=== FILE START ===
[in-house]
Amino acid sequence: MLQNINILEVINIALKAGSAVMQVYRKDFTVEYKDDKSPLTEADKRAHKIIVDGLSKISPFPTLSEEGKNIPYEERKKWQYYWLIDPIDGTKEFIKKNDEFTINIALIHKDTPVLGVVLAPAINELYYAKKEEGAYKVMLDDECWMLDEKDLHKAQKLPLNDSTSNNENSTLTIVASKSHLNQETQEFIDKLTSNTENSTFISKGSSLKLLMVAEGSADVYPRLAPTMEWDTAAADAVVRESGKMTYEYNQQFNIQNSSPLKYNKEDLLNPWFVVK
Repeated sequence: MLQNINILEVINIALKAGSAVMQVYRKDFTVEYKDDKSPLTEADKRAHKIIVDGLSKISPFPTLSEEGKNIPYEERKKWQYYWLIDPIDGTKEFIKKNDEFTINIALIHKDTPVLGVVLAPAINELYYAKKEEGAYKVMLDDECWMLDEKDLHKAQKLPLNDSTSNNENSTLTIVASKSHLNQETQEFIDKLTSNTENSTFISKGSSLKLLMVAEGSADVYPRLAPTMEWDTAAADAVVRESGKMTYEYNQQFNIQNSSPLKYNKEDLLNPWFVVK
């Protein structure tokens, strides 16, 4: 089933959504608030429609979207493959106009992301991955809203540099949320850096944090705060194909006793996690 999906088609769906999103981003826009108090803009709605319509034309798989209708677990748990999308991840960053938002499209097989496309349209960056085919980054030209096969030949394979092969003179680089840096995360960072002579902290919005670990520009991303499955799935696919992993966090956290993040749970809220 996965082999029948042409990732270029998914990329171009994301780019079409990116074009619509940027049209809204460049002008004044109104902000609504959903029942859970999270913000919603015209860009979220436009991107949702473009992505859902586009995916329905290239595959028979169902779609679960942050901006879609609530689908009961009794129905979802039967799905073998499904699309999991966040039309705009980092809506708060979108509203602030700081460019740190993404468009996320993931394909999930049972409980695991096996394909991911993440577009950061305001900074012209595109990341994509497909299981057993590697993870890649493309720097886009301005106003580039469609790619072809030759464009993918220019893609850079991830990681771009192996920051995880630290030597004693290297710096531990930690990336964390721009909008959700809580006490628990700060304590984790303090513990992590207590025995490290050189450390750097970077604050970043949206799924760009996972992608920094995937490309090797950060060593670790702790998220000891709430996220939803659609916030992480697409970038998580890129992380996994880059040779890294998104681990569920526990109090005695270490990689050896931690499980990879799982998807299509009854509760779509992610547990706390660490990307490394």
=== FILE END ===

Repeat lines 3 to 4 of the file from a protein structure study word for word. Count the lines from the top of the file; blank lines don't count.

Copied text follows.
Repeated sequence: MLQNINILEVINIALKAGSAVMQVYRKDFTVEYKDDKSPLTEADKRAHKIIVDGLSKISPFPTLSEEGKNIPYEERKKWQYYWLIDPIDGTKEFIKKNDEFTINIALIHKDTPVLGVVLAPAINELYYAKKEEGAYKVMLDDECWMLDEKDLHKAQKLPLNDSTSNNENSTLTIVASKSHLNQETQEFIDKLTSNTENSTFISKGSSLKLLMVAEGSADVYPRLAPTMEWDTAAADAVVRESGKMTYEYNQQFNIQNSSPLKYNKEDLLNPWFVVK
């Protein structure tokens, strides 16, 4: 089933959504608030429609979207493959106009992301991955809203540099949320850096944090705060194909006793996690 999906088609769906999103981003826009108090803009709605319509034309798989209708677990748990999308991840960053938002499209097989496309349209960056085919980054030209096969030949394979092969003179680089840096995360960072002579902290919005670990520009991303499955799935696919992993966090956290993040749970809220 996965082999029948042409990732270029998914990329171009994301780019079409990116074009619509940027049209809204460049002008004044109104902000609504959903029942859970999270913000919603015209860009979220436009991107949702473009992505859902586009995916329905290239595959028979169902779609679960942050901006879609609530689908009961009794129905979802039967799905073998499904699309999991966040039309705009980092809506708060979108509203602030700081460019740190993404468009996320993931394909999930049972409980695991096996394909991911993440577009950061305001900074012209595109990341994509497909299981057993590697993870890649493309720097886009301005106003580039469609790619072809030759464009993918220019893609850079991830990681771009192996920051995880630290030597004693290297710096531990930690990336964390721009909008959700809580006490628990700060304590984790303090513990992590207590025995490290050189450390750097970077604050970043949206799924760009996972992608920094995937490309090797950060060593670790702790998220000891709430996220939803659609916030992480697409970038998580890129992380996994880059040779890294998104681990569920526990109090005695270490990689050896931690499980990879799982998807299509009854509760779509992610547990706390660490990307490394």